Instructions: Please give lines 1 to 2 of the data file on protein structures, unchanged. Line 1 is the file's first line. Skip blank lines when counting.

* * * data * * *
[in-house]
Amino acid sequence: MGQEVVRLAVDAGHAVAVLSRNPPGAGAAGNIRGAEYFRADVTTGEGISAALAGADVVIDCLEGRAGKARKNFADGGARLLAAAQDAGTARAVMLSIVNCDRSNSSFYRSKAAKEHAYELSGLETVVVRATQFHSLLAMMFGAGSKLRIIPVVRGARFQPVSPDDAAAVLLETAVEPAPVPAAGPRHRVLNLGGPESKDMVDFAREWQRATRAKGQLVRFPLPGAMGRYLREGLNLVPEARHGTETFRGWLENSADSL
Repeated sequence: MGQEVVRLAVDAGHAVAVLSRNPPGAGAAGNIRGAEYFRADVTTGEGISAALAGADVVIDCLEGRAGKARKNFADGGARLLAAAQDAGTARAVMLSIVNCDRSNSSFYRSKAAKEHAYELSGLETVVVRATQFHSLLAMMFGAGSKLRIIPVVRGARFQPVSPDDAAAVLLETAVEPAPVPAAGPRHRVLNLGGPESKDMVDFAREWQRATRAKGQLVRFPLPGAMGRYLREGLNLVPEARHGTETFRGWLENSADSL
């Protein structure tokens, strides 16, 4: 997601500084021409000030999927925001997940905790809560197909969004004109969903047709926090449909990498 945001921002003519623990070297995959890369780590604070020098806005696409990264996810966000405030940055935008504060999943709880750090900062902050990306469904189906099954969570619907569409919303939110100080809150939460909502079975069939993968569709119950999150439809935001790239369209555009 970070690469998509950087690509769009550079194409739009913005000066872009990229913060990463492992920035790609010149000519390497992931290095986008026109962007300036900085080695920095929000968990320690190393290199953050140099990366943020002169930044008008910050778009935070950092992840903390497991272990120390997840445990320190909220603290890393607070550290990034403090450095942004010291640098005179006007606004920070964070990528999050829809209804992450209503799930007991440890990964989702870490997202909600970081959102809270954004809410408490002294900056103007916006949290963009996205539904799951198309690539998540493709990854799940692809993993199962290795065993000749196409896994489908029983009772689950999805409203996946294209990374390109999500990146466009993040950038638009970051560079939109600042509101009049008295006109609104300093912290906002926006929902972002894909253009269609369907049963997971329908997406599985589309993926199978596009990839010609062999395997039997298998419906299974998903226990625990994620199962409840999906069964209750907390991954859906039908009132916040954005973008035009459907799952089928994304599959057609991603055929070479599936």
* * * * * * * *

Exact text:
[in-house]
Amino acid sequence: MGQEVVRLAVDAGHAVAVLSRNPPGAGAAGNIRGAEYFRADVTTGEGISAALAGADVVIDCLEGRAGKARKNFADGGARLLAAAQDAGTARAVMLSIVNCDRSNSSFYRSKAAKEHAYELSGLETVVVRATQFHSLLAMMFGAGSKLRIIPVVRGARFQPVSPDDAAAVLLETAVEPAPVPAAGPRHRVLNLGGPESKDMVDFAREWQRATRAKGQLVRFPLPGAMGRYLREGLNLVPEARHGTETFRGWLENSADSL